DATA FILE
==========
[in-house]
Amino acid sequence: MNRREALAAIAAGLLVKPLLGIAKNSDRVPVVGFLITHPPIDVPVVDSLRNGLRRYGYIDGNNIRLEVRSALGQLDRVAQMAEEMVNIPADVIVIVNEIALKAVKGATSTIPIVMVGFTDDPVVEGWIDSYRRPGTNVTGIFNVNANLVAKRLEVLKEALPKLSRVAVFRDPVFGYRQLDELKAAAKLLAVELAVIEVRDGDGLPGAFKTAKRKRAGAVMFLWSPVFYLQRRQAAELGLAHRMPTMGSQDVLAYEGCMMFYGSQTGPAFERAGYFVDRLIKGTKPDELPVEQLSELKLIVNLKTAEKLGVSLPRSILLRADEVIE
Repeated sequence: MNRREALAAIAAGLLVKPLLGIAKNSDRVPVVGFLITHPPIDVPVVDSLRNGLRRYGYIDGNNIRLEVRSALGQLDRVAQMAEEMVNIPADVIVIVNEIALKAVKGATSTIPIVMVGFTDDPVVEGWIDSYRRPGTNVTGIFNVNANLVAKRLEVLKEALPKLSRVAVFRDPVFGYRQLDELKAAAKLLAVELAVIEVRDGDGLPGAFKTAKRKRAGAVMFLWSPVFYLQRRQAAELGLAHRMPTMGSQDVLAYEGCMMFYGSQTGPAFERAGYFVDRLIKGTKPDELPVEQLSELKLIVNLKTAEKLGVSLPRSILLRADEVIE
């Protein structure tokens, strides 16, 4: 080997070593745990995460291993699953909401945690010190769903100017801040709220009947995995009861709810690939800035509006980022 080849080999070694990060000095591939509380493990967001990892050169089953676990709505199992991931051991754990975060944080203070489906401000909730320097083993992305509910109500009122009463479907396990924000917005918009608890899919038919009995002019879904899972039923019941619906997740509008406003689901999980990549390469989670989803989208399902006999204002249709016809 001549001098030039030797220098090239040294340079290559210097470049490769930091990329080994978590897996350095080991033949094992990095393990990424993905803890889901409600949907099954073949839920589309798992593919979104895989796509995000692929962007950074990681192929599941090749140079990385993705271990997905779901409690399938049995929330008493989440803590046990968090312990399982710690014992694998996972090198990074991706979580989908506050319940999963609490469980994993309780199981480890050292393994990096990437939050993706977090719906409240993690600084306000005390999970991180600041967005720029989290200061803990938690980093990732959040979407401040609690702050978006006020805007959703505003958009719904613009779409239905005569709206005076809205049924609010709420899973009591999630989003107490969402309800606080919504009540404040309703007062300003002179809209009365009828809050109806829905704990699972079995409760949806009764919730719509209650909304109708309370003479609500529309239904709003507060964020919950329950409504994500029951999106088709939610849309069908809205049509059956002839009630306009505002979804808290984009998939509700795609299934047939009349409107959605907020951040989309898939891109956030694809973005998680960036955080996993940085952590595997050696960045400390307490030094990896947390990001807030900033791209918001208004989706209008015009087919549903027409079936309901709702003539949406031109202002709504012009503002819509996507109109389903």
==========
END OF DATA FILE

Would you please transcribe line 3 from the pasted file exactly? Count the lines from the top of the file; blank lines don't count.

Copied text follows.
Repeated sequence: MNRREALAAIAAGLLVKPLLGIAKNSDRVPVVGFLITHPPIDVPVVDSLRNGLRRYGYIDGNNIRLEVRSALGQLDRVAQMAEEMVNIPADVIVIVNEIALKAVKGATSTIPIVMVGFTDDPVVEGWIDSYRRPGTNVTGIFNVNANLVAKRLEVLKEALPKLSRVAVFRDPVFGYRQLDELKAAAKLLAVELAVIEVRDGDGLPGAFKTAKRKRAGAVMFLWSPVFYLQRRQAAELGLAHRMPTMGSQDVLAYEGCMMFYGSQTGPAFERAGYFVDRLIKGTKPDELPVEQLSELKLIVNLKTAEKLGVSLPRSILLRADEVIE